A higher note for second fiddles
Anne-Marie Hutton had never had any great ambitions to be a headteacher, but a rare chance came right out of the blue last year.
She had been a deputy head for five years at the voluntary-controlled St Nicholas C of E infants school, in the Medway town of Strood, when the head suddenly decided to move on.
The school is one of the most successful in the country. And with the head's departure, Mrs Hutton faced a career watershed.
"Headship was never something I had particularly aimed towards," she says.
"But when these situations arise, you have all kinds of things to think about.
"I had been the previous head's first appointment, so between the two of us we have built the school into what we wanted it to be.
"One of my major decisions was when I thought, 'Hang on a minute - I don't want someone else to come in and take over. I want to be the one to take it forward.'" There was only one problem: she had not taken the National Professional Qualification for Headship. In April 2004, it became mandatory for new heads either to have completed it or to have secured a place on the course.
Luckily, the National College for School Leadership responded swiftly to her application and confirmed a place on the course in time for her headship interview.
Now, the college is urging deputies to be prepared for such unexpected opportunities - partly because that contingency of an urgent response to applications will soon be gone. Speedy processing of applications was introduced a year ago when the NPQH became mandatory. But the national college will phase it out after the current intake.
It seems a curious decision, but a spokeswoman for the college said it felt the service was no longer needed.
She added: "We want people to feel that if headship is something they have even a glimmer about, then they should pursue NPQH and bear in mind that by April 1, 2009, you will have to have the NPQH before you apply for headship. We are offering it for this intake, and we want people to understand that fast-track is available. But it won't always be there."
From a sample of those who have gained the qualification, 40 per cent have gone on to headship within two years. A further 4 per cent are acting heads, and 10 per cent of those who graduate decide not to go on to headship. Most of the rest are seeking headships.
The usual period between application and acceptance on the programme is about six weeks, while the fast-response process allows an applicant to secure a place on the NPQH programme in time to apply for a headship post.
But this can only be done in exceptional circumstances and with the approval of the appointing education authority adviser or chair of governors. The college also stresses that evidence of a headship interview does not guarantee a place on the NPQH.
Applicants will hear whether or not they have been accepted in time for their headship interview, and an interim letter will confirm a place on the NPQH if the candidate is eligible.
The college says that Mrs Hutton's case and others like it highlight the need to be ready for the unexpected. Mrs Hutton says she is glad she decided to go for her headship, although she finds the NPQH hard work.
"Unfortunately, in my cohort I'm the only head - everybody else is a deputy. It would be nice to have somebody in the same situation as me to share with. But I have very good friends who have gone through NPQH, who are heads and have been for a number of years, so I have a good network of support."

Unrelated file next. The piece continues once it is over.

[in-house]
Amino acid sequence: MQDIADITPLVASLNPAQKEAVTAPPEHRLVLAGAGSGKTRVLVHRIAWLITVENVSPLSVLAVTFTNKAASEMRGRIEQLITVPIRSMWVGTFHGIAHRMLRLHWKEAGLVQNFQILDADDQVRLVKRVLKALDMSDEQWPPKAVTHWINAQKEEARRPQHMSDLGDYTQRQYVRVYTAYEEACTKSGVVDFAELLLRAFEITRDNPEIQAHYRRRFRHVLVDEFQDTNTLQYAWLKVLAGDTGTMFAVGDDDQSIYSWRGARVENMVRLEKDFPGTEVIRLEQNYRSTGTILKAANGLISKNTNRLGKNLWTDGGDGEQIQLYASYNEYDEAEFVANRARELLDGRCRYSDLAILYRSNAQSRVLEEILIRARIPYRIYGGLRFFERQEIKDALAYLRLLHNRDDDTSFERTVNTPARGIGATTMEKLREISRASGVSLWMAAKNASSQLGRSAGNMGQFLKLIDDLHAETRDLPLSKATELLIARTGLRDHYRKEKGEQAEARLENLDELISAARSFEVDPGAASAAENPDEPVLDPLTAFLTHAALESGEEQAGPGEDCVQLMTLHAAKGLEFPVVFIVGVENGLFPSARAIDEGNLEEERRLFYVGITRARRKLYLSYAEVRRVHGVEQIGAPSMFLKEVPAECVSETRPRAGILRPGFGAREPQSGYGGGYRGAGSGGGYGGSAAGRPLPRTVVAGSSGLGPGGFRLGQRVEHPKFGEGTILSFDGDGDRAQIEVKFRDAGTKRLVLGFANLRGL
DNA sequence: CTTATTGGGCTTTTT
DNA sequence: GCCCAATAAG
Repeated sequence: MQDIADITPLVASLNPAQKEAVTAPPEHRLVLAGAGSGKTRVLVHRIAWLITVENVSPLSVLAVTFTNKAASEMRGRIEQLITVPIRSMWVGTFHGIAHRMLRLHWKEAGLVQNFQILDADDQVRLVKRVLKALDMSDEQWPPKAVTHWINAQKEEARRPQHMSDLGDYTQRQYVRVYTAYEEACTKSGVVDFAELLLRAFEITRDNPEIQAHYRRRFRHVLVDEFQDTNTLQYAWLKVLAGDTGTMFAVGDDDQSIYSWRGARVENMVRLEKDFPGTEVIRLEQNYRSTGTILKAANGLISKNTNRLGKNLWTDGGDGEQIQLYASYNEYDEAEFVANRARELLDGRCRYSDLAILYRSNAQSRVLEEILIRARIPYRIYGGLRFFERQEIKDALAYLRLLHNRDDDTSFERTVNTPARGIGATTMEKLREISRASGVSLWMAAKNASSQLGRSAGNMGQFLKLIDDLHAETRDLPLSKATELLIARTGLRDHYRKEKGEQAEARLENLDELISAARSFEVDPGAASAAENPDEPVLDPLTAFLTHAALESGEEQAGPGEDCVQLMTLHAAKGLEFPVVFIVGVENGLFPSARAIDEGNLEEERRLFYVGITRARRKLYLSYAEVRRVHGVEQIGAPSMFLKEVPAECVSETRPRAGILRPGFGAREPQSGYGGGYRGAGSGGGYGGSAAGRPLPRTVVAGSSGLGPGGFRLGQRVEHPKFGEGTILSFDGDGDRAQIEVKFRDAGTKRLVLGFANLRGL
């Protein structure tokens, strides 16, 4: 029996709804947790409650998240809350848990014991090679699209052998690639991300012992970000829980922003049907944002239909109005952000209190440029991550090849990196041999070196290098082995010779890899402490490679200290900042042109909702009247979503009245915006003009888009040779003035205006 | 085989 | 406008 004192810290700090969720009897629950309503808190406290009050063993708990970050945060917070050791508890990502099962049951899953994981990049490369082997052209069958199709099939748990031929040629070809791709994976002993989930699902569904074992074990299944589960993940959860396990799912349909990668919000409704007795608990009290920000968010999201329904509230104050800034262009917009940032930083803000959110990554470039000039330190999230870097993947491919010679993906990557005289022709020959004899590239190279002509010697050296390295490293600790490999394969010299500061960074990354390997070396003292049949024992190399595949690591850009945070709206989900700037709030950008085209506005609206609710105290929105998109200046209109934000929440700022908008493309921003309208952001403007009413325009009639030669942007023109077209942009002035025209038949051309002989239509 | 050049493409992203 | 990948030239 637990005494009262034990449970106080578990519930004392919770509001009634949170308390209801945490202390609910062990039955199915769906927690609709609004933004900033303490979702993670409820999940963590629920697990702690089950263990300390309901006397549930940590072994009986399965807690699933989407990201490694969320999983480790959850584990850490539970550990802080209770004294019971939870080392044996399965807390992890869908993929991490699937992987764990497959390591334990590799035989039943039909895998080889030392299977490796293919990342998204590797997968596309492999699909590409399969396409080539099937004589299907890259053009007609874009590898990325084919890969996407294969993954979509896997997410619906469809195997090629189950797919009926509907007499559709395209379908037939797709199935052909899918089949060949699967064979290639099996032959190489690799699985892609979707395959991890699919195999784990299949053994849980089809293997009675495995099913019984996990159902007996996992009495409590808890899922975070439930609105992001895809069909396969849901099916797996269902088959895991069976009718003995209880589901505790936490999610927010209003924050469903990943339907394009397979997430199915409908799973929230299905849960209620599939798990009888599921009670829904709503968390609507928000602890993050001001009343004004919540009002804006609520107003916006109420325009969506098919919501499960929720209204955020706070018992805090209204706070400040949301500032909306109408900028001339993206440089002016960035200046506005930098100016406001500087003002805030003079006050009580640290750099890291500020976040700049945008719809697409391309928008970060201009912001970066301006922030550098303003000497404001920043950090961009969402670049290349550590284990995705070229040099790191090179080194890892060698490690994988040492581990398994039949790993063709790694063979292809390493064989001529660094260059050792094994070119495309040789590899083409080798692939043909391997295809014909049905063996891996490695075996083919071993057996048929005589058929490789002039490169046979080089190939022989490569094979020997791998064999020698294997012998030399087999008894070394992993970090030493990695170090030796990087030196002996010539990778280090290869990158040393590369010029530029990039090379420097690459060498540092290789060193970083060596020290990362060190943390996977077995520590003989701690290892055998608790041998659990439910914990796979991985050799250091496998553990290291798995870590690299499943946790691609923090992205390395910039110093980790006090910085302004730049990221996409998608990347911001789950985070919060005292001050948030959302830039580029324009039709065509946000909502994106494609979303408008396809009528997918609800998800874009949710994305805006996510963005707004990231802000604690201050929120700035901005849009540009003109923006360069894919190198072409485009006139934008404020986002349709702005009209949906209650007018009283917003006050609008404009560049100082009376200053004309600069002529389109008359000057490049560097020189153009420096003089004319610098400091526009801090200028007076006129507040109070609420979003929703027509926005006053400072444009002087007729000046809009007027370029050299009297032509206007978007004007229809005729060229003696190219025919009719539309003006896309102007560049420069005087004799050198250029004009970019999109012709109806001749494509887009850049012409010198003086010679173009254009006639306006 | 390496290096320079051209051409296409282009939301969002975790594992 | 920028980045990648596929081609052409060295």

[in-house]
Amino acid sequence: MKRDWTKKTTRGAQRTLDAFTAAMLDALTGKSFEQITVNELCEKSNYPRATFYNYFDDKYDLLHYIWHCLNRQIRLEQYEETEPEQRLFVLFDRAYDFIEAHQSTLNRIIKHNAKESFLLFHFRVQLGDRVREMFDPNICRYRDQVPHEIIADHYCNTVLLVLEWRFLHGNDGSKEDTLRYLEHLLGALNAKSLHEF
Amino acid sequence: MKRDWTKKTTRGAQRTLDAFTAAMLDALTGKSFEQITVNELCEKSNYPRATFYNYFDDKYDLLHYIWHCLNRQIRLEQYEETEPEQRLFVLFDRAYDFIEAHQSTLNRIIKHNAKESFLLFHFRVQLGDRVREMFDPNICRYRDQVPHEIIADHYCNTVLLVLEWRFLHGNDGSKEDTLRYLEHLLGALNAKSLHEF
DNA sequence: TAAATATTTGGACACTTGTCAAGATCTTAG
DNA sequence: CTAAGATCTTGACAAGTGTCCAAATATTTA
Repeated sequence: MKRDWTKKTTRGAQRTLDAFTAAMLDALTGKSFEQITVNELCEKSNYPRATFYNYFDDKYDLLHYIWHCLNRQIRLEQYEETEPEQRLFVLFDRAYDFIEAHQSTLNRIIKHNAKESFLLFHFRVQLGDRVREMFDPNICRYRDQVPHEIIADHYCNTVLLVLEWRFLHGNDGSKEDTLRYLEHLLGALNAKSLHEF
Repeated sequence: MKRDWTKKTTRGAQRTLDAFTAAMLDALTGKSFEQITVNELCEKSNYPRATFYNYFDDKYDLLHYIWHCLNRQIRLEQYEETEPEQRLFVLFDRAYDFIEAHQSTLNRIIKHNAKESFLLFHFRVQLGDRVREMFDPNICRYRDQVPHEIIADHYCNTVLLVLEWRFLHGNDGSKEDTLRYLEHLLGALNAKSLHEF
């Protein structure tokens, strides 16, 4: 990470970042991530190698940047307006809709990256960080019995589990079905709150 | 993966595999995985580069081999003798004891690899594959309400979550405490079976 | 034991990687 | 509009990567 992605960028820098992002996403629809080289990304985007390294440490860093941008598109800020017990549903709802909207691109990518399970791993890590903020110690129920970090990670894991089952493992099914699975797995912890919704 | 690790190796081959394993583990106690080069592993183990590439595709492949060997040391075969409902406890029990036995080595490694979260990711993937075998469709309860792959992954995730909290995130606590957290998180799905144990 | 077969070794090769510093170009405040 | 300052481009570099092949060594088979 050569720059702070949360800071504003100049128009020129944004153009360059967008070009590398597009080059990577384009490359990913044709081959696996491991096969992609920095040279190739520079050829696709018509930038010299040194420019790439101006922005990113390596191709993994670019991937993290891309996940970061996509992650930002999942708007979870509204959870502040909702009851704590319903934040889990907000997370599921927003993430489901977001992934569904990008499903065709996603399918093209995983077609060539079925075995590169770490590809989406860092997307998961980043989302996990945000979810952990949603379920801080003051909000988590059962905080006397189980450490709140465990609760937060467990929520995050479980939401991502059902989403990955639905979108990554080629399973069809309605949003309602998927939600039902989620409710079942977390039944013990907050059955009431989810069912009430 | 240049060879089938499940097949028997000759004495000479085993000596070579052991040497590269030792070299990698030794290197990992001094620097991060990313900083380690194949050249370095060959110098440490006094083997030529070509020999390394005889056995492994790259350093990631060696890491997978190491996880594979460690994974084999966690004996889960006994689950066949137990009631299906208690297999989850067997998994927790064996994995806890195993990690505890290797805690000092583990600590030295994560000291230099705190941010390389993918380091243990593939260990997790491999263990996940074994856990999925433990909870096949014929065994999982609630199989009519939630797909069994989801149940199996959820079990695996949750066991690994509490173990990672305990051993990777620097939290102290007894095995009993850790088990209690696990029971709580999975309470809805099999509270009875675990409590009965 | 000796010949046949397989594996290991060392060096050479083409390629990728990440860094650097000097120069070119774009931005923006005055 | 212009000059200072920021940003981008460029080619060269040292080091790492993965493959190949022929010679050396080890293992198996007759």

Philomena Tarkowski is also a former deputy for whom a shot at headship came suddenly. She had been deputy head and special needs co-ordinator of Sts Peter and Paul RC primary, Bolton, for six years when the top job became vacant last year.
"Headship wasn't in my plan at the time," she says. "I was happy as a deputy. I didn't apply for the post, but nobody was appointed.
"We spent the summer term looking at how we'd manage with me as acting head. We had a great leadership team and worked very hard. In September, we felt we really had our vision of where we wanted to go. I had started looking at NCSL modules, and I thought, 'I can do this.'" She applied for the job in October, but hadn't done NPQH. Even so, she managed to get her application fast-tracked and is now in post as head.
With headship recruitment difficult, the management team at the school is now making up for lost time with leadership training. One of the deputies is also taking the NPQH, and another member of staff is considering a Leading from the Middle programme.
Robin Attfield, the national college's assistant director of the NPQH, wants more deputy heads to take the qualification.
"We've had a lot of people coming through the fast-track application process who are deputies, who only believed they could be heads when the role became available at their schools," he says.
"They were often appointed as acting head, then realised that they did have the skills and capacity and could do the job as well as other contenders."
It is at that point, he says, that deputies realise that they want to do the job and that they need to apply for NPQH. He adds: "We would encourage deputies to do NPQH so that they are prepared.
"Sometimes people have only seen one model of headship - and if it's not a model that fits them, they believe they can't be a headteacher. NPQH widens their view and gives them greater exposure to other models of headship. It gives them a chance to work with a range of leaders and develop their vision of what sort of head they want to be."